Tissue or cell lysates (1 mg/ml protein) in IP incubation buffer (Active Motif, Carlsbad CA), were incubated overnight at 4°C with 20 ?g of antibodies against POLG, PARP1, or PAR molecules. Samples were then loaded on to Protein G Agarose Prepacked Columns (Active Motif), and columns were washed five times with IP wash buffer (Active Motif), to remove non-binding proteins. Immune complexes were eluted from the columns in 0.2 M glycine (pH 2.5) solution. The eluents were pooled (total 100 ?l), neutralized with 20 ?l of 1 M Tris-HCl (pH 9.0), and used for Western blotting.
For ChIP assay, Imprint Chromatin Immunoprecipitation Kit was employed (Sigma). Briefly, Hela cells (5 X 107) or tissue sections (10 mg) were incubated with 9 ml of 1% buffered formaldehyde for 30 min at room temperature on a rocking platform to cross-link DNA/proteins, neutralized by adding 1 ml of 1.25 M glycine buffer, homogenized, and then sonicated on a Misonix XL2020 sonicator (30 pulses, 30 sec on/off, 100% power) to fragment the chromatin DNA. Cross-linked samples were subjected to immune-precipitation with mouse hPARP1 N-terminus-specific monoclonal antibody (sc-74470, Santa Cruz). Mouse IgG (Sigma) was used as negative control. The formaldehyde cross-link was reversed by incubating for 15 min at 65°C. Samples were then treated with RNase H and protease K, to digest RNA and proteins, respectively, and DNA was extracted with phenol/chloroform and purified by using QIAquick PCR Purification Kit (28104, Qiagen). ChIP DNA was used as substrate for PCR amplification of PARP1-bound sequences by using the oligonucleotides listed in S1 Table.
But after taking into account other factors -- such as site of the cancer and prostate-specific antigen (PSA) levels -- the researchers found that black men had a 19 percent lower risk of dying during the study period than white men.
"By pooling data across clinical trials, this study provided a unique opportunity to evaluate how race might affect prostate cancer response to treatment," said lead study author Susan Halabi, a professor of biostatistics and bioinformatics at Duke University.
Earlier studies found that black men with advanced prostate cancer who received treatment died sooner than white men, but the evidence has been inconsistent, the researchers noted.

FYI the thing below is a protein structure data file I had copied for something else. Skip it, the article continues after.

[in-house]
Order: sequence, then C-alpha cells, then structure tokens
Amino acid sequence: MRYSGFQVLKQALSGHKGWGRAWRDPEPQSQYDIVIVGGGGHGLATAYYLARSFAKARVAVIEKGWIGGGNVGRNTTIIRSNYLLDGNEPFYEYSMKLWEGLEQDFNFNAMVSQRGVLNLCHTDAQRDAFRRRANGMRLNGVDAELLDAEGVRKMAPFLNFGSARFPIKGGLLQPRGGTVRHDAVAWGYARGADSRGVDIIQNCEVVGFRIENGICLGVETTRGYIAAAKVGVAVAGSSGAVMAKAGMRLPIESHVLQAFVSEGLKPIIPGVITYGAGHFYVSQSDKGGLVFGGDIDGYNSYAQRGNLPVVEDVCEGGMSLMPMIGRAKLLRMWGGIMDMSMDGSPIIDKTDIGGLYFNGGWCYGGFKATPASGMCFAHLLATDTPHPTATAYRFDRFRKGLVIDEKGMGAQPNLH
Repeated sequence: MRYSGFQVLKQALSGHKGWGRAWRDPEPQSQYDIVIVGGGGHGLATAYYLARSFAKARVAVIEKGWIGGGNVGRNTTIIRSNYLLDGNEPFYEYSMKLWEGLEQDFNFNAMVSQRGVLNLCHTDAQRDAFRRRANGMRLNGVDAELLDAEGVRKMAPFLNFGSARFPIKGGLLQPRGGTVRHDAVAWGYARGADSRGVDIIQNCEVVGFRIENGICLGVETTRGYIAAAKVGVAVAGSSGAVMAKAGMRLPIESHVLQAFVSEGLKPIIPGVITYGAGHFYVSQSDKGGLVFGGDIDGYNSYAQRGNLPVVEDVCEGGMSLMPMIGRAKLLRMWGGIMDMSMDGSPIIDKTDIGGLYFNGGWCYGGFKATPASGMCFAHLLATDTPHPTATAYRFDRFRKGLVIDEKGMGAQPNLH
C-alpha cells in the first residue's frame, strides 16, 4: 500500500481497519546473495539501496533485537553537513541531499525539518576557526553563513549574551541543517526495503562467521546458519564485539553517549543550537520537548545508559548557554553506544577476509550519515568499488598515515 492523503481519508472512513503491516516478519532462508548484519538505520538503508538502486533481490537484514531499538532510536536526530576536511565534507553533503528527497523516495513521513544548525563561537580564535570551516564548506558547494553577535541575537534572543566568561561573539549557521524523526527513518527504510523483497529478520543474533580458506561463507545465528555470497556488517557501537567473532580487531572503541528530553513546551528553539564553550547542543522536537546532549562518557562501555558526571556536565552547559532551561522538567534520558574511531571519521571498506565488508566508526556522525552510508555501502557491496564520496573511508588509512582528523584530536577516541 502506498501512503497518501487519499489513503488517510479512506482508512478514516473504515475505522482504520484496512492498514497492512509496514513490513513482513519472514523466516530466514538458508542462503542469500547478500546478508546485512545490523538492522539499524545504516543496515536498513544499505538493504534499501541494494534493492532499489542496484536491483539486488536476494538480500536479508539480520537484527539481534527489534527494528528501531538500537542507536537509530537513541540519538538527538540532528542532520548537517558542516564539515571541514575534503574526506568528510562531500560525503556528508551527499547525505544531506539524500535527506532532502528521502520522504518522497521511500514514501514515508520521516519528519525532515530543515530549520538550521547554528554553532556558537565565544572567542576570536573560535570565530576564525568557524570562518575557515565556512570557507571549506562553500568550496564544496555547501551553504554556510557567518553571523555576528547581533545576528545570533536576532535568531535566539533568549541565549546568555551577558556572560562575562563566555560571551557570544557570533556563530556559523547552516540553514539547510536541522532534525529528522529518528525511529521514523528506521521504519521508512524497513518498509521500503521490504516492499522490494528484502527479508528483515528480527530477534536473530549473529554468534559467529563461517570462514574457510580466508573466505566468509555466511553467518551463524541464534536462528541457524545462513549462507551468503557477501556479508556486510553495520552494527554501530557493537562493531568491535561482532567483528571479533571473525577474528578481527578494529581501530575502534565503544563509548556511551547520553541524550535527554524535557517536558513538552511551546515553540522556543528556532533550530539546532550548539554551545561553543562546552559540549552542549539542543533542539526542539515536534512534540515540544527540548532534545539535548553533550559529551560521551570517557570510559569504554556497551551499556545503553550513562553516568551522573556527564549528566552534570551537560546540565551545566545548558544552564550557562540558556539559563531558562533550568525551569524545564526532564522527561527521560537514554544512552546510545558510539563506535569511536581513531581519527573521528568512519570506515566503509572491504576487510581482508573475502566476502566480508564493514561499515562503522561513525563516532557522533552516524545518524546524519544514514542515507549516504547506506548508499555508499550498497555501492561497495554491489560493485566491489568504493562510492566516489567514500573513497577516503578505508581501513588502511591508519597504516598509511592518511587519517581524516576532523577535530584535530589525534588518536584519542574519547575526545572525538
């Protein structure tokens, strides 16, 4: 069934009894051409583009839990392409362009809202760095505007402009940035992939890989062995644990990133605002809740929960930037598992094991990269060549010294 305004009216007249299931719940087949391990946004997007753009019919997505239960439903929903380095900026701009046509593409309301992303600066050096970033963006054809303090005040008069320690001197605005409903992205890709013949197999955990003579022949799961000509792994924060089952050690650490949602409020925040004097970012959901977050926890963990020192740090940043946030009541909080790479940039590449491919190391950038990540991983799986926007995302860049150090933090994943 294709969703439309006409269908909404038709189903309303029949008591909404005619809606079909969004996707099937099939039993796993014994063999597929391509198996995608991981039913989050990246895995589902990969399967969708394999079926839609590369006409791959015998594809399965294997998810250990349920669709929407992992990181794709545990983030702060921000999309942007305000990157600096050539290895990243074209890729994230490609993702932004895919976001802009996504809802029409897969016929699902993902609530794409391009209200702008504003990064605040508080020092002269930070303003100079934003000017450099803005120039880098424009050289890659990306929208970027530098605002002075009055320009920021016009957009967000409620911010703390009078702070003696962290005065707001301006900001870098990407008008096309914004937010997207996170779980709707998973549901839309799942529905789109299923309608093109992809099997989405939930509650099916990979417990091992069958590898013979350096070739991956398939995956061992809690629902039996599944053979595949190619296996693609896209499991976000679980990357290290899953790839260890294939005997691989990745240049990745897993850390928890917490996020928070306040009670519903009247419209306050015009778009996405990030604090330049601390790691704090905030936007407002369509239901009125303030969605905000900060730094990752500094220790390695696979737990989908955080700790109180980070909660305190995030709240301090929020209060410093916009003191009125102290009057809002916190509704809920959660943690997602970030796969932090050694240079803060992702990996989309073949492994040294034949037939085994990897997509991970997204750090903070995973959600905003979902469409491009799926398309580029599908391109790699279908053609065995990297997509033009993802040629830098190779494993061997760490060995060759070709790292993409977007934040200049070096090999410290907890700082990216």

"This study underscores the importance of increasing the participation of racial minorities in clinical trials. Every patient who participates in a clinical trial contributes to improving care, and all patients should have the opportunity to receive needed therapies," she said in an American Society of Clinical Oncology, or ASCO, news release.
Black men have a 60 percent higher rate of getting prostate cancer. In addition, they are more likely to be diagnosed at a younger age and with advanced, aggressive cancer, the researchers said.
Because black men had more problems that could limit their survival, such as higher PSA levels and worse measures of general well-being, the researchers compared outcomes in black men to white men using the same prognostic factors.
According to ASCO expert Dr. Robert Dreicer, "This study adds to the growing body of evidence showing that black men with advanced prostate cancer who participate in clinical trials have the same, if not better, chances of survival as white men."
In addition, he said, "This research shows that by providing equal access to treatment, we can reduce racial disparities in outcomes for men with advanced prostate cancer."
The findings were to be presented Friday at the American Society of Clinical Oncology meeting, in Chicago. Research presented at meetings is considered preliminary until published in a peer-reviewed journal.More information
Visit the American Cancer Society for more on prostate cancer.
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Demi said: “I have done ballet since I was a little girl and a huge part of my eating disorder came from that.
“At about 15, I started to realise that a lot of dancers are very, very thin. I felt they got a lot further and got a lot more attention.
“I was so passionate about ballet, I’d have done anything to get where I wanted to be.”